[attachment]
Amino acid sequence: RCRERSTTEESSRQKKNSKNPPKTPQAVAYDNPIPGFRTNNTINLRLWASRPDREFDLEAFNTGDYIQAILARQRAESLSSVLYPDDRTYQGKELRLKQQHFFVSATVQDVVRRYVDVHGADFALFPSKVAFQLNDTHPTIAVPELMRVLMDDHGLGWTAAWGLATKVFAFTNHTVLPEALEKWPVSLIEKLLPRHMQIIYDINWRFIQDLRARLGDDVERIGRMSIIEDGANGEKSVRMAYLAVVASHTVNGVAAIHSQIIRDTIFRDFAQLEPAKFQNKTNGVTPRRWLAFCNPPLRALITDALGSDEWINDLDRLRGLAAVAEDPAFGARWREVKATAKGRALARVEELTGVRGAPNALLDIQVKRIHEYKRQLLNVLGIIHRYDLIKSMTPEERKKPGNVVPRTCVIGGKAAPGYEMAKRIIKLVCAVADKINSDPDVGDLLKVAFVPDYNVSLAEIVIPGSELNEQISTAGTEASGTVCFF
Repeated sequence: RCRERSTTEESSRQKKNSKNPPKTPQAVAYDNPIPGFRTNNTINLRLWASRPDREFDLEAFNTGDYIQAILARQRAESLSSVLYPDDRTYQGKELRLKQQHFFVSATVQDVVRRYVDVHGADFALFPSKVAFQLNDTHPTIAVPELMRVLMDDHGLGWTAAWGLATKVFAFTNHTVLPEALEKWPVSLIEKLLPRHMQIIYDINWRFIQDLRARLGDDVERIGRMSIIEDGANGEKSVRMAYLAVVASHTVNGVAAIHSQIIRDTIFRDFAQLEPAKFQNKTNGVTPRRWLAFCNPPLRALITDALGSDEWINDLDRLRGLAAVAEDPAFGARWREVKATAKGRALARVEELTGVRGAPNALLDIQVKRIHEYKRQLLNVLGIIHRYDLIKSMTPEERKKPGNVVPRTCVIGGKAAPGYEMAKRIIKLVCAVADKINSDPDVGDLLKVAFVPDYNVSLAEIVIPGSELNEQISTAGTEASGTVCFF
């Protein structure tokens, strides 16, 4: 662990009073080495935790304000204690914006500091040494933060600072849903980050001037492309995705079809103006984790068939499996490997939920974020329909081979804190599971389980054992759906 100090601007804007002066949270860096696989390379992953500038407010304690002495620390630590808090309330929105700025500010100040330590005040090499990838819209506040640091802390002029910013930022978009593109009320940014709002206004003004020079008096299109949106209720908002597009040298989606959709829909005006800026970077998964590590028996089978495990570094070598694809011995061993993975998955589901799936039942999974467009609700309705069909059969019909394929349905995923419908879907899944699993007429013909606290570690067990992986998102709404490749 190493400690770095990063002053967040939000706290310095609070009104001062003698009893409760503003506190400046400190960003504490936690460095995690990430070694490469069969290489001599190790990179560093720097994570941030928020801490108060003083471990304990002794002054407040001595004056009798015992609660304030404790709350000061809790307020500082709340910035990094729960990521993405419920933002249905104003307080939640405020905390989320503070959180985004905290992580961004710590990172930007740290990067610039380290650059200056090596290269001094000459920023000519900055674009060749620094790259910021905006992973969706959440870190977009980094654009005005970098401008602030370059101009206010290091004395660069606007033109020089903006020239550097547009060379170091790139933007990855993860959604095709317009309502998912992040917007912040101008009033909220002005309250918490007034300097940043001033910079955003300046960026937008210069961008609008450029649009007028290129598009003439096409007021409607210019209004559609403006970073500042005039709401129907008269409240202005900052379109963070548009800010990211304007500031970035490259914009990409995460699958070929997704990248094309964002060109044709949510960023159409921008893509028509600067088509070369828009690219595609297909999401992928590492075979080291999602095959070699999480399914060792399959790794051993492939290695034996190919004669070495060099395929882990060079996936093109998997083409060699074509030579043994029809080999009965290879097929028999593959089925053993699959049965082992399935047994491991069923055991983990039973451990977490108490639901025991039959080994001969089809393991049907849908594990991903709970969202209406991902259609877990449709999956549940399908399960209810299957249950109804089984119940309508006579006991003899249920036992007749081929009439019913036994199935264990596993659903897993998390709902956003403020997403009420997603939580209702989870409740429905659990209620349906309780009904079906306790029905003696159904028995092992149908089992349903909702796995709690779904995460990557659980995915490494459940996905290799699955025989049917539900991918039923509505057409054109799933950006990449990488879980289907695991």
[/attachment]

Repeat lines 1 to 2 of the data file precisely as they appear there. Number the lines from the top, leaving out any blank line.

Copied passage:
Amino acid sequence: RCRERSTTEESSRQKKNSKNPPKTPQAVAYDNPIPGFRTNNTINLRLWASRPDREFDLEAFNTGDYIQAILARQRAESLSSVLYPDDRTYQGKELRLKQQHFFVSATVQDVVRRYVDVHGADFALFPSKVAFQLNDTHPTIAVPELMRVLMDDHGLGWTAAWGLATKVFAFTNHTVLPEALEKWPVSLIEKLLPRHMQIIYDINWRFIQDLRARLGDDVERIGRMSIIEDGANGEKSVRMAYLAVVASHTVNGVAAIHSQIIRDTIFRDFAQLEPAKFQNKTNGVTPRRWLAFCNPPLRALITDALGSDEWINDLDRLRGLAAVAEDPAFGARWREVKATAKGRALARVEELTGVRGAPNALLDIQVKRIHEYKRQLLNVLGIIHRYDLIKSMTPEERKKPGNVVPRTCVIGGKAAPGYEMAKRIIKLVCAVADKINSDPDVGDLLKVAFVPDYNVSLAEIVIPGSELNEQISTAGTEASGTVCFF
Repeated sequence: RCRERSTTEESSRQKKNSKNPPKTPQAVAYDNPIPGFRTNNTINLRLWASRPDREFDLEAFNTGDYIQAILARQRAESLSSVLYPDDRTYQGKELRLKQQHFFVSATVQDVVRRYVDVHGADFALFPSKVAFQLNDTHPTIAVPELMRVLMDDHGLGWTAAWGLATKVFAFTNHTVLPEALEKWPVSLIEKLLPRHMQIIYDINWRFIQDLRARLGDDVERIGRMSIIEDGANGEKSVRMAYLAVVASHTVNGVAAIHSQIIRDTIFRDFAQLEPAKFQNKTNGVTPRRWLAFCNPPLRALITDALGSDEWINDLDRLRGLAAVAEDPAFGARWREVKATAKGRALARVEELTGVRGAPNALLDIQVKRIHEYKRQLLNVLGIIHRYDLIKSMTPEERKKPGNVVPRTCVIGGKAAPGYEMAKRIIKLVCAVADKINSDPDVGDLLKVAFVPDYNVSLAEIVIPGSELNEQISTAGTEASGTVCFF